Tag Archives: Susan Wright

Ellzey’s Upset Win in TX-6

Texas state Rep. Jake Ellzey (R-Waxahachie) tallied an upset win in the TX-6 special election Tuesday.

By Jim Ellis

July 29, 2021 — Texas state Rep. Jake Ellzey (R-Waxahachie) tallied an upset win in the TX-6 double-Republican special runoff election Tuesday, defeating the race’s nominal favorite, Susan Wright, widow of the late Congressman Ron Wright (R-Arlington).

While polling and endorsements suggested a Wright victory – the most recent public poll from American Viewpoint released last week projected Wright holding a 10-point, 44-34 percent, advantage – the Ellzey win should be viewed as a mild upset. This is the third election in the four in which Rep-Elect Ellzey was a candidate where he considerably exceeded expectations.

Jake Ellzey, an airline pilot, rancher, and Iraq and Afghan War veteran, first came on the political scene with a surprising second-place finish in the 2018 open seat 6th District congressional primary, forcing then-Tarrant County Tax Assessor Wright into a secondary runoff election. Mr. Wright was viewed as a clear favorite in the follow-up vote but managed only a 52-48 percent win, with Ellzey again out-performing polling and projections. He then immediately came back an easily won an open seat primary and general election in a safe Republican state House of Representatives district.

When Rep. Wright passed away, the special election drew 23 candidates including Ms. Wright and state Rep. Ellzey. Local forecasters were expecting Democrat Jana Lynne Sanchez to secure a runoff position against Ms. Wright, possibly even perhaps finishing in first position, but Ellzey again surprised the analysts by edging Sanchez for second place. In the underdog role again, Ellzey recorded a 53-47 percent win.

Several noteworthy points came from the race. First, turnout was very low, only a 38,994 unofficial participation figure. This compares to 78,374 cast ballots in the special jungle primary for a drop-off rate of just over 50 percent. Considering that this was a double-Republican runoff and Democrats had little reason to vote since they had no candidate, such a small return voter figure is not particularly surprising.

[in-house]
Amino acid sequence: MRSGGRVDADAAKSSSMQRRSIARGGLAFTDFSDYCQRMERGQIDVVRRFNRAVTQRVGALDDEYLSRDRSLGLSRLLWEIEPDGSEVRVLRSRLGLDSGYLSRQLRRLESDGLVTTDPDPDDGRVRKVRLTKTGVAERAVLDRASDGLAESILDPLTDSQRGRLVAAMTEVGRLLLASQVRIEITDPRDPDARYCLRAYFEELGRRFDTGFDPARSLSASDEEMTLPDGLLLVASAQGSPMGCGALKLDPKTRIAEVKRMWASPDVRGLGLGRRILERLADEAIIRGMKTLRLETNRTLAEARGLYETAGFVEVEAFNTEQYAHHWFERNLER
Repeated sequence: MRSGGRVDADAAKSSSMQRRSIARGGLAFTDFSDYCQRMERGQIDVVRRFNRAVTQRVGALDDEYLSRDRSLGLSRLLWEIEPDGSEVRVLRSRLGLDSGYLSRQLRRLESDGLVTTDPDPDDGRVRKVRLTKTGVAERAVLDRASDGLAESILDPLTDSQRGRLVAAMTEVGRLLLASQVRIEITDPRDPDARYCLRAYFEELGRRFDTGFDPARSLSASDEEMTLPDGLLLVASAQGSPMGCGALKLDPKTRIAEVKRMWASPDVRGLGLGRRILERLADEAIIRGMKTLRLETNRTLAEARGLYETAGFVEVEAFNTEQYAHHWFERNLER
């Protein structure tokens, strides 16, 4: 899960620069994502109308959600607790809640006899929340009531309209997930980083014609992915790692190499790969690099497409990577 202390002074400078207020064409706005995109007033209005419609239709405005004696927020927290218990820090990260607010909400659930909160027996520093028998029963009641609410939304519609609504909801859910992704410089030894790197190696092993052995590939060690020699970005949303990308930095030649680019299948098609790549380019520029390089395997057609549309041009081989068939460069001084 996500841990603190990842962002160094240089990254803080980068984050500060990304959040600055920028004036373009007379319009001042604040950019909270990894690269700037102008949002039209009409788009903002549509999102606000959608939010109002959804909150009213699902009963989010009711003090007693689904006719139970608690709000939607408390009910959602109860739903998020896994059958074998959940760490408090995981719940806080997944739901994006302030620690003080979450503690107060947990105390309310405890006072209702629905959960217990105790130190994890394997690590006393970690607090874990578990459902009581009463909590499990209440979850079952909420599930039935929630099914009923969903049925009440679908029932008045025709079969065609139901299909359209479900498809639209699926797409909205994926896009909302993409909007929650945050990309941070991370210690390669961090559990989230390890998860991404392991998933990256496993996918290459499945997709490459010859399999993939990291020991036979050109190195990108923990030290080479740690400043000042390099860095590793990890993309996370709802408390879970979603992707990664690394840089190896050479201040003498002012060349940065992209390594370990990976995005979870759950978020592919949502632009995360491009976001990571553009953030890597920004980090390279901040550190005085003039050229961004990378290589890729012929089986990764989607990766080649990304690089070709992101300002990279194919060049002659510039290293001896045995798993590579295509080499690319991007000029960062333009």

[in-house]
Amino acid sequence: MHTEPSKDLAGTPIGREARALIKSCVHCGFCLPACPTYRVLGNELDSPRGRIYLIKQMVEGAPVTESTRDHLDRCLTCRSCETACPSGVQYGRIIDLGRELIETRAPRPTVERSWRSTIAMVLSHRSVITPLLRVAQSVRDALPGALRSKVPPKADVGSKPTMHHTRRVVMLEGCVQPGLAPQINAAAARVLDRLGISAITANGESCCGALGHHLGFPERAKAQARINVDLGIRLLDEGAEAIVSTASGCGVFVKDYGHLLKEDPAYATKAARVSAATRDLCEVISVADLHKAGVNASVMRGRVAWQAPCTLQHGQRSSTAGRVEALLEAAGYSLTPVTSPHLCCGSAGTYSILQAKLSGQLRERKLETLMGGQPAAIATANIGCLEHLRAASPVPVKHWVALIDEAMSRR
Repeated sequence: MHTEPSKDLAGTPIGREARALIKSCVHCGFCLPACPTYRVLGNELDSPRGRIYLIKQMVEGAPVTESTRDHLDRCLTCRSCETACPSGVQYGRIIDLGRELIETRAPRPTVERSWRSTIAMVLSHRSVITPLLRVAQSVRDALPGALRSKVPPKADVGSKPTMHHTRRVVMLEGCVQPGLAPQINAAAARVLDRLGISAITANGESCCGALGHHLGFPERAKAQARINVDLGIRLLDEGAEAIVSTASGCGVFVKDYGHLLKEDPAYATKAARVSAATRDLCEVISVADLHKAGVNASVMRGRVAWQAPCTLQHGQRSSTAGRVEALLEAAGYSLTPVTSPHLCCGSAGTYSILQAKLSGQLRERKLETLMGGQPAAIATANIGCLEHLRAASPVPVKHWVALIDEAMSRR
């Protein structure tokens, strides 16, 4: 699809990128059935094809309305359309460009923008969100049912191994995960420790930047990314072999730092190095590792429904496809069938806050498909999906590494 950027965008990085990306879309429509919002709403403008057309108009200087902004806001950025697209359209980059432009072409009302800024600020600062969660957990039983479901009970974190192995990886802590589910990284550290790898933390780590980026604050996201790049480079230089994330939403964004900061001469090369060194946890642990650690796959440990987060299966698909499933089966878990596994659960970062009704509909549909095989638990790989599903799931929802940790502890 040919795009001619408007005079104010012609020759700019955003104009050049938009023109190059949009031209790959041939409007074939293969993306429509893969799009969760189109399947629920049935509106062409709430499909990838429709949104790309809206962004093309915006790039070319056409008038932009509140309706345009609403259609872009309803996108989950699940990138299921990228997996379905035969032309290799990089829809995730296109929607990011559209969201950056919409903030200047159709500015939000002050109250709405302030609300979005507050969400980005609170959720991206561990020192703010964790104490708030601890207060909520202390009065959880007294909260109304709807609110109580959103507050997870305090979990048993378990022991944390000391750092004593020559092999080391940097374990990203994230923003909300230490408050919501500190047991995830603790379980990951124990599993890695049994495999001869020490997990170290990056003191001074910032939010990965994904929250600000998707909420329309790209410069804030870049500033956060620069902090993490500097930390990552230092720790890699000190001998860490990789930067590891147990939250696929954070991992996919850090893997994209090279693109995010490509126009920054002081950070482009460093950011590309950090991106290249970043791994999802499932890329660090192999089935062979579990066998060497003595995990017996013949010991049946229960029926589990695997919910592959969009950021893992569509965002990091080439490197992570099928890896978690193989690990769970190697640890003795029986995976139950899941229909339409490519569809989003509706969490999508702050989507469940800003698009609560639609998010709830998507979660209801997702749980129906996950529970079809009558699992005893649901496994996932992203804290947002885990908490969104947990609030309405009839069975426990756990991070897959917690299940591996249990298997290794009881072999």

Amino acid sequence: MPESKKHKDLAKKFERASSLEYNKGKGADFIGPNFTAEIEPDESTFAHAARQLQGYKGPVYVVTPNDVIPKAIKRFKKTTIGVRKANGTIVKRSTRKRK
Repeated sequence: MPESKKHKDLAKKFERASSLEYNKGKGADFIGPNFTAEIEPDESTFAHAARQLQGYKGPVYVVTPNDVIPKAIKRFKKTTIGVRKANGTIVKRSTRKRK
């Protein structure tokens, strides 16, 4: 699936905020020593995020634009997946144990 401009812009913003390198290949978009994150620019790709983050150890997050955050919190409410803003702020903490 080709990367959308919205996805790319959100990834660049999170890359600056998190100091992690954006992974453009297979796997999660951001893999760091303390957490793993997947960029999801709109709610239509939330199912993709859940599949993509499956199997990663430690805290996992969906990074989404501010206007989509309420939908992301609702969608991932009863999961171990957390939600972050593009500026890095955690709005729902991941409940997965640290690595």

Second, the early vote and election day vote proportion were virtually identical. Both Rep. Ellzey and Ms. Wright doubled their early vote total almost exactly. Conversely, in the jungle primary, Ellzey recorded over 70 percent of his total vote in the early phase, while Ms. Wright drew only 42 percent of her aggregate share from those voting prior to election day. Therefore, Ellzey significantly improved his election day operation.

Third, the big change from the jungle primary to the runoff election was the vote from Tarrant County, the district’s largest local entity. In the initial election, Ms. Wright ran strong in rural Navarro County and Ellzey did likewise in his home county of Ellis. This pattern remained consistent Tuesday night.

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TX-6 Special Election Today

By Jim Ellis

Susan Wright, favored in today’s TX-6 special election

July 27, 2021 — The late Texas US Rep. Ron Wright’s (R-Arlington) replacement will be chosen today as the double-Republican special congressional runoff election draws to a conclusion. The late congressman’s widow, Susan Wright (R), is favored over state Rep. Jake Ellzey (R-Waxahachie), but low turnout elections often produce surprising results.

From a partisan context, the race is anti-climactic since we already know a Republican will claim the seat and expand the House Republican conference total to the 212 mark. Democrats hold 220 seats.